For the last several years on the first Tuesday of September, artists have hidden art all over Denver during World Art Drop Day. This year, despite all of the interruptions and cancellations in the creative worlds, Art Drop Day is still happening on September 1. Denver Arts & Venues is stepping it up this year with a virtual element to showcase local artists even further.
The premise behind World Art Drop Day is to connect people through art. Envisioned by Utah’s Jake Provo, Art Drop Day is basically a scavenger hunt, with clues found on social media.
Local artists — from professionals to hobbyists — make and hide art somewhere public in the city. Think parks, popular walking neighborhoods, public buildings and you’ll probably be able to find one piece of art. Art Drop Day in Denver in 2018 and 2019 provided an estimated 1,000 pieces of artwork to lucky finders.
Seekers just need to look for the hashtags #ArtDropDay or #ArtDropDayDenver for clues, or else just wander the city looking for art that looks a little out of place. All art hidden should have a form included with it that has the information of the artist who made it and about Art Drop Day in general.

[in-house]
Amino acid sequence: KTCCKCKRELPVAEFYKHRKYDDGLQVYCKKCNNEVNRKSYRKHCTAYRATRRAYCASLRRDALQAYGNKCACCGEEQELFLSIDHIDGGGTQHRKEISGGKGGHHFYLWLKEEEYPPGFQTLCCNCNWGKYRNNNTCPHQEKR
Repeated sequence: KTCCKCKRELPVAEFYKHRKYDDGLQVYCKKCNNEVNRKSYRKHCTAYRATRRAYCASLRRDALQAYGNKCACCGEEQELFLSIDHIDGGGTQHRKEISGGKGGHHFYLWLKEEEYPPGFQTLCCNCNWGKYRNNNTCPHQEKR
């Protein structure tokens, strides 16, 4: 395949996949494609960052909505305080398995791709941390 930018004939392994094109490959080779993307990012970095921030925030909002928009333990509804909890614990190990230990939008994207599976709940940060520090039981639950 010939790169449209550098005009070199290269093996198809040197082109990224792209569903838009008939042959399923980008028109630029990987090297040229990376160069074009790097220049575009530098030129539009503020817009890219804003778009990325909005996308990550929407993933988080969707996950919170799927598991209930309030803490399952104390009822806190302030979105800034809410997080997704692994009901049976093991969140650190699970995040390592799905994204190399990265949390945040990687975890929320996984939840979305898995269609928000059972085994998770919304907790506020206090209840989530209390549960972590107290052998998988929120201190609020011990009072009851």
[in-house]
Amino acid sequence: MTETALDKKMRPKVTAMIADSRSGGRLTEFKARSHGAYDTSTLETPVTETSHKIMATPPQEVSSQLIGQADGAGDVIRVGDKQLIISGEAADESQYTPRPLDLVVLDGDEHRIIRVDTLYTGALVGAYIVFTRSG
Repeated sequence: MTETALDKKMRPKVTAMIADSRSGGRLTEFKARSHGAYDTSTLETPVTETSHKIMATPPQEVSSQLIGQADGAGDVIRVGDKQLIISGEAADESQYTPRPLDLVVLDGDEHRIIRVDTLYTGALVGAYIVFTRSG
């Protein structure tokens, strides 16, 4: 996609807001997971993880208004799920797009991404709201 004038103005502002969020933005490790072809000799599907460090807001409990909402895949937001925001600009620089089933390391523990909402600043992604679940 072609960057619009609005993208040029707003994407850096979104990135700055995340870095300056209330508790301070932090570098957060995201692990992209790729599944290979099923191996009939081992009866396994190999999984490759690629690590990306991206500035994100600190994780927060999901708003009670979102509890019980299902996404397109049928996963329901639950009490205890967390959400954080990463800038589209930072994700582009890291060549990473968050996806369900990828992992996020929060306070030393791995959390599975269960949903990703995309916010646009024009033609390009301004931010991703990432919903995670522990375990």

The executive director of Denver Arts & Venues Ginger White Brunetti explained, “this year is special. In addition to artists hiding small pieces of art, we are inviting them to be showcased” online. They’re calling it Art Shop Day.
By highlighting a different group of Art Drop artists each week online and through an email newsletter, Denver Arts & Venues hopes to direct people to the artists’ website in order to purchase directly from them. It’s a gesture to the artists — most of whom have suffered during the pandemic, amidst cancelations and shutdowns.
All artists who are interested in being featured on the online marketplace must fill out this form. Any artist who wishes to participate in the Art Drop portion of things should register with Denver Arts & Venues before September 1 using this form.
Expect to find a healthy variety of art on the online Art Drop marketplace and around the city on September 1. It’s not just visual art, according to Denver Arts & Venues, there have been books, sculpture, jewelry, music and more hidden in the past.
“2020 has been a difficult year for artists,” said Denver Arts & Venues’ Brooke Dilling. “As events are canceled, galleries are closed or facing limited hours of operation, and businesses across the gamut are facing economic stress, we wanted to give Denver’s artistic community a chance to showcase their talents. We hope that people will find a way to support our artistic community.”